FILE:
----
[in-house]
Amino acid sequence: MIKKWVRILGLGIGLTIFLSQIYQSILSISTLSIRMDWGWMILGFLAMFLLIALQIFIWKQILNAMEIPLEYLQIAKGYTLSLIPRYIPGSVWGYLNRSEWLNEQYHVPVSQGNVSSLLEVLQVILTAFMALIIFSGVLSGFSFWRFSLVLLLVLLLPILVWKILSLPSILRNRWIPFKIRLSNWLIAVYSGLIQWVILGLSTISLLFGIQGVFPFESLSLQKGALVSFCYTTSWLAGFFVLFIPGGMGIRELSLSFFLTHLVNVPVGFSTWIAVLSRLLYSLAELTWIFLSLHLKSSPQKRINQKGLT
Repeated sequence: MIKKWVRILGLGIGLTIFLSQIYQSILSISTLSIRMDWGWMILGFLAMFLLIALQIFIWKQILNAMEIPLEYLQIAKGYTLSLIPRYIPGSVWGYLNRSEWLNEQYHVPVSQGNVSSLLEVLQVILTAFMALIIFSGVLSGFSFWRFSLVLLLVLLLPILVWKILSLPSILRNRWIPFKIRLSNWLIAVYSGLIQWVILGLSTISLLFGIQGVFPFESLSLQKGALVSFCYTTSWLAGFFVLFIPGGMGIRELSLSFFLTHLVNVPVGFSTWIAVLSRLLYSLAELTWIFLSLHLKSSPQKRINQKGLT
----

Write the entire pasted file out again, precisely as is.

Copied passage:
[in-house]
Amino acid sequence: MIKKWVRILGLGIGLTIFLSQIYQSILSISTLSIRMDWGWMILGFLAMFLLIALQIFIWKQILNAMEIPLEYLQIAKGYTLSLIPRYIPGSVWGYLNRSEWLNEQYHVPVSQGNVSSLLEVLQVILTAFMALIIFSGVLSGFSFWRFSLVLLLVLLLPILVWKILSLPSILRNRWIPFKIRLSNWLIAVYSGLIQWVILGLSTISLLFGIQGVFPFESLSLQKGALVSFCYTTSWLAGFFVLFIPGGMGIRELSLSFFLTHLVNVPVGFSTWIAVLSRLLYSLAELTWIFLSLHLKSSPQKRINQKGLT
Repeated sequence: MIKKWVRILGLGIGLTIFLSQIYQSILSISTLSIRMDWGWMILGFLAMFLLIALQIFIWKQILNAMEIPLEYLQIAKGYTLSLIPRYIPGSVWGYLNRSEWLNEQYHVPVSQGNVSSLLEVLQVILTAFMALIIFSGVLSGFSFWRFSLVLLLVLLLPILVWKILSLPSILRNRWIPFKIRLSNWLIAVYSGLIQWVILGLSTISLLFGIQGVFPFESLSLQKGALVSFCYTTSWLAGFFVLFIPGGMGIRELSLSFFLTHLVNVPVGFSTWIAVLSRLLYSLAELTWIFLSLHLKSSPQKRINQKGLT